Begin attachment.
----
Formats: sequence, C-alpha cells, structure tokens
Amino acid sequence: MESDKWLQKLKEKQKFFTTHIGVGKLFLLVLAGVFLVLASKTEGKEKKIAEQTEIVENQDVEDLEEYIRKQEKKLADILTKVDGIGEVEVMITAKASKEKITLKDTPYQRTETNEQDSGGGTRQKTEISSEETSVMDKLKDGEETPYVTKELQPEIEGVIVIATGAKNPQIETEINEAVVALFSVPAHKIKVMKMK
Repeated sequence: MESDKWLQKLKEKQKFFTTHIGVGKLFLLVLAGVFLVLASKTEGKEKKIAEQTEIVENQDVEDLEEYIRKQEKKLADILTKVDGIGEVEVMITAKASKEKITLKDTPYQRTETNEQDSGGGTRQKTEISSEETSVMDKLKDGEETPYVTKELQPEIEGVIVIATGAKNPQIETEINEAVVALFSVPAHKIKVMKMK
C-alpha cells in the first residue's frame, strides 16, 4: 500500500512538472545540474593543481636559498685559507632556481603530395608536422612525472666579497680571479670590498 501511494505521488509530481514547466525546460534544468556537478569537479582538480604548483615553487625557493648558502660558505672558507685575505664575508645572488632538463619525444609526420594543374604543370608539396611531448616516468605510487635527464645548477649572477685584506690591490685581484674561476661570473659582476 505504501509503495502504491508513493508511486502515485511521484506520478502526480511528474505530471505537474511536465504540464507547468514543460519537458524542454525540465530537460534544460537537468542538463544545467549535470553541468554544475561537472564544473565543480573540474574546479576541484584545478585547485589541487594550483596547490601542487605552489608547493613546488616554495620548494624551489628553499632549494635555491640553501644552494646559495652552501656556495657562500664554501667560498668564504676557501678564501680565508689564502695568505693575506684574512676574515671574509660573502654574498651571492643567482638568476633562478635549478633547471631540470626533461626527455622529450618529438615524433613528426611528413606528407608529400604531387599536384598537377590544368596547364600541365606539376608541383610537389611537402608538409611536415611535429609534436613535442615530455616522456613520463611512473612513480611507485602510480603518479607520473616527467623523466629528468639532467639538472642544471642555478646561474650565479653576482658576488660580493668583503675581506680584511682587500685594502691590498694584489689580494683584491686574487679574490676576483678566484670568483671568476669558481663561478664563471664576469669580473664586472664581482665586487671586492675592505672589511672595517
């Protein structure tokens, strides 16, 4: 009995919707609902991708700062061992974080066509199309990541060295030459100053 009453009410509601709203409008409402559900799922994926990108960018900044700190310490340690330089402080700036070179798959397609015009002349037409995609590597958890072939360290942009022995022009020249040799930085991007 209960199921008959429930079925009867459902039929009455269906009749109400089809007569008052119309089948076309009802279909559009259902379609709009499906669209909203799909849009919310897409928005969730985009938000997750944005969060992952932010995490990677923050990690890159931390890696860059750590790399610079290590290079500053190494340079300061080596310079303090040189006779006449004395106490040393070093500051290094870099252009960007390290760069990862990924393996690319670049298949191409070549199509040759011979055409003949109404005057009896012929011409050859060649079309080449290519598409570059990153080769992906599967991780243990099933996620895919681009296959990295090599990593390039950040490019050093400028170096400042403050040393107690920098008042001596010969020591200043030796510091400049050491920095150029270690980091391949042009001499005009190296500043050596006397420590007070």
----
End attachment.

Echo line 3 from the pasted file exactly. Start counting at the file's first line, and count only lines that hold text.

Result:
Repeated sequence: MESDKWLQKLKEKQKFFTTHIGVGKLFLLVLAGVFLVLASKTEGKEKKIAEQTEIVENQDVEDLEEYIRKQEKKLADILTKVDGIGEVEVMITAKASKEKITLKDTPYQRTETNEQDSGGGTRQKTEISSEETSVMDKLKDGEETPYVTKELQPEIEGVIVIATGAKNPQIETEINEAVVALFSVPAHKIKVMKMK